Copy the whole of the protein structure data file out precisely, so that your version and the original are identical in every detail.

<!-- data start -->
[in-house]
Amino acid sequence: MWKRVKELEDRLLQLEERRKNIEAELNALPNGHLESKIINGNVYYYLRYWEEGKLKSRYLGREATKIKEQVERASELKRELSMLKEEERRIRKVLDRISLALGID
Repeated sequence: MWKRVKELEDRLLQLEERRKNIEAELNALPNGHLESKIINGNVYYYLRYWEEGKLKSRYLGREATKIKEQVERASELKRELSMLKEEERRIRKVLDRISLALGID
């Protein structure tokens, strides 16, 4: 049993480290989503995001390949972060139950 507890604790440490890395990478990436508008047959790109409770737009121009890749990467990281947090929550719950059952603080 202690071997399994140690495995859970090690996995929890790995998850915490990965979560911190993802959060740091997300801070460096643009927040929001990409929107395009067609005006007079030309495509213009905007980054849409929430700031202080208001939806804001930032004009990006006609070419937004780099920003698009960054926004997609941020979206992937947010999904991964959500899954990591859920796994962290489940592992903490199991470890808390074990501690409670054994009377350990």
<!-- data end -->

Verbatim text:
[in-house]
Amino acid sequence: MWKRVKELEDRLLQLEERRKNIEAELNALPNGHLESKIINGNVYYYLRYWEEGKLKSRYLGREATKIKEQVERASELKRELSMLKEEERRIRKVLDRISLALGID
Repeated sequence: MWKRVKELEDRLLQLEERRKNIEAELNALPNGHLESKIINGNVYYYLRYWEEGKLKSRYLGREATKIKEQVERASELKRELSMLKEEERRIRKVLDRISLALGID
């Protein structure tokens, strides 16, 4: 049993480290989503995001390949972060139950 507890604790440490890395990478990436508008047959790109409770737009121009890749990467990281947090929550719950059952603080 202690071997399994140690495995859970090690996995929890790995998850915490990965979560911190993802959060740091997300801070460096643009927040929001990409929107395009067609005006007079030309495509213009905007980054849409929430700031202080208001939806804001930032004009990006006609070419937004780099920003698009960054926004997609941020979206992937947010999904991964959500899954990591859920796994962290489940592992903490199991470890808390074990501690409670054994009377350990």